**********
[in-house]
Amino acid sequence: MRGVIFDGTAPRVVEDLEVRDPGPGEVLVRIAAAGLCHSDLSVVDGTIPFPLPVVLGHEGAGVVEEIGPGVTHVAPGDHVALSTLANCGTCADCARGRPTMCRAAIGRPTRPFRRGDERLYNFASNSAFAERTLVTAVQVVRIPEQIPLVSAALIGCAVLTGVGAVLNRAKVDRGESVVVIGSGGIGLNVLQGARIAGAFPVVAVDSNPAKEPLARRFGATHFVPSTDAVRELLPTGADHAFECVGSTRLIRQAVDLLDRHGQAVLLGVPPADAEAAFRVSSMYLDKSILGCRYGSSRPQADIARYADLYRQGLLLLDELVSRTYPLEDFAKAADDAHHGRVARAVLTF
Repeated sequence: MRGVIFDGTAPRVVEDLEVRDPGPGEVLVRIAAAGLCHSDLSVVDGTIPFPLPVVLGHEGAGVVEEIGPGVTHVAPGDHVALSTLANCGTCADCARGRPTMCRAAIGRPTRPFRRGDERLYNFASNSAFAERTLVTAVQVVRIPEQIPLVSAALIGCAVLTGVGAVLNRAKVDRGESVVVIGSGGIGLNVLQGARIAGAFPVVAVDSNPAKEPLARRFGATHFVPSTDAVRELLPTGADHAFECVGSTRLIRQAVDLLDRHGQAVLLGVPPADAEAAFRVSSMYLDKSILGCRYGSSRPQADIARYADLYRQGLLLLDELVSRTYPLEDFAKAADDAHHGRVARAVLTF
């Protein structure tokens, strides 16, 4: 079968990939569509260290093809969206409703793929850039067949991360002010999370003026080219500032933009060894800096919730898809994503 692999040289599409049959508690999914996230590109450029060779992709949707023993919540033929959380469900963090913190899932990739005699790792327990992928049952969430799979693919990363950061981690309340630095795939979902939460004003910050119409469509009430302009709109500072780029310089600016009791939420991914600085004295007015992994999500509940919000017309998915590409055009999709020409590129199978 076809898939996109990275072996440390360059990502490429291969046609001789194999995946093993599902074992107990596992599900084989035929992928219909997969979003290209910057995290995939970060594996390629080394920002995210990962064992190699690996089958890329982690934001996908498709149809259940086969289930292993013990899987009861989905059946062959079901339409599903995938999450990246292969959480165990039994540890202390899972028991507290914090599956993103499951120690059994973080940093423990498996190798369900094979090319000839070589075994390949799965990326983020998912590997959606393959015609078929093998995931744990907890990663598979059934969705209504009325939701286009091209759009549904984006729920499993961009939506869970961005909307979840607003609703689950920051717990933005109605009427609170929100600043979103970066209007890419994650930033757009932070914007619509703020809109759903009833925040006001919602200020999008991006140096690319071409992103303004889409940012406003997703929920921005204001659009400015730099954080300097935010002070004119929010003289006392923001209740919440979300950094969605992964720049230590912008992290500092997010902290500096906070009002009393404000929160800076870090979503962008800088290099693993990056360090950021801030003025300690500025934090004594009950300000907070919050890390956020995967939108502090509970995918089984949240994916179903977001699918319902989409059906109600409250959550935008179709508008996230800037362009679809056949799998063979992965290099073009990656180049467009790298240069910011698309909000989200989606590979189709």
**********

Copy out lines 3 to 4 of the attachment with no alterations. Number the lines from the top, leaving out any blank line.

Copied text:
Repeated sequence: MRGVIFDGTAPRVVEDLEVRDPGPGEVLVRIAAAGLCHSDLSVVDGTIPFPLPVVLGHEGAGVVEEIGPGVTHVAPGDHVALSTLANCGTCADCARGRPTMCRAAIGRPTRPFRRGDERLYNFASNSAFAERTLVTAVQVVRIPEQIPLVSAALIGCAVLTGVGAVLNRAKVDRGESVVVIGSGGIGLNVLQGARIAGAFPVVAVDSNPAKEPLARRFGATHFVPSTDAVRELLPTGADHAFECVGSTRLIRQAVDLLDRHGQAVLLGVPPADAEAAFRVSSMYLDKSILGCRYGSSRPQADIARYADLYRQGLLLLDELVSRTYPLEDFAKAADDAHHGRVARAVLTF
């Protein structure tokens, strides 16, 4: 079968990939569509260290093809969206409703793929850039067949991360002010999370003026080219500032933009060894800096919730898809994503 692999040289599409049959508690999914996230590109450029060779992709949707023993919540033929959380469900963090913190899932990739005699790792327990992928049952969430799979693919990363950061981690309340630095795939979902939460004003910050119409469509009430302009709109500072780029310089600016009791939420991914600085004295007015992994999500509940919000017309998915590409055009999709020409590129199978 076809898939996109990275072996440390360059990502490429291969046609001789194999995946093993599902074992107990596992599900084989035929992928219909997969979003290209910057995290995939970060594996390629080394920002995210990962064992190699690996089958890329982690934001996908498709149809259940086969289930292993013990899987009861989905059946062959079901339409599903995938999450990246292969959480165990039994540890202390899972028991507290914090599956993103499951120690059994973080940093423990498996190798369900094979090319000839070589075994390949799965990326983020998912590997959606393959015609078929093998995931744990907890990663598979059934969705209504009325939701286009091209759009549904984006729920499993961009939506869970961005909307979840607003609703689950920051717990933005109605009427609170929100600043979103970066209007890419994650930033757009932070914007619509703020809109759903009833925040006001919602200020999008991006140096690319071409992103303004889409940012406003997703929920921005204001659009400015730099954080300097935010002070004119929010003289006392923001209740919440979300950094969605992964720049230590912008992290500092997010902290500096906070009002009393404000929160800076870090979503962008800088290099693993990056360090950021801030003025300690500025934090004594009950300000907070919050890390956020995967939108502090509970995918089984949240994916179903977001699918319902989409059906109600409250959550935008179709508008996230800037362009679809056949799998063979992965290099073009990656180049467009790298240069910011698309909000989200989606590979189709």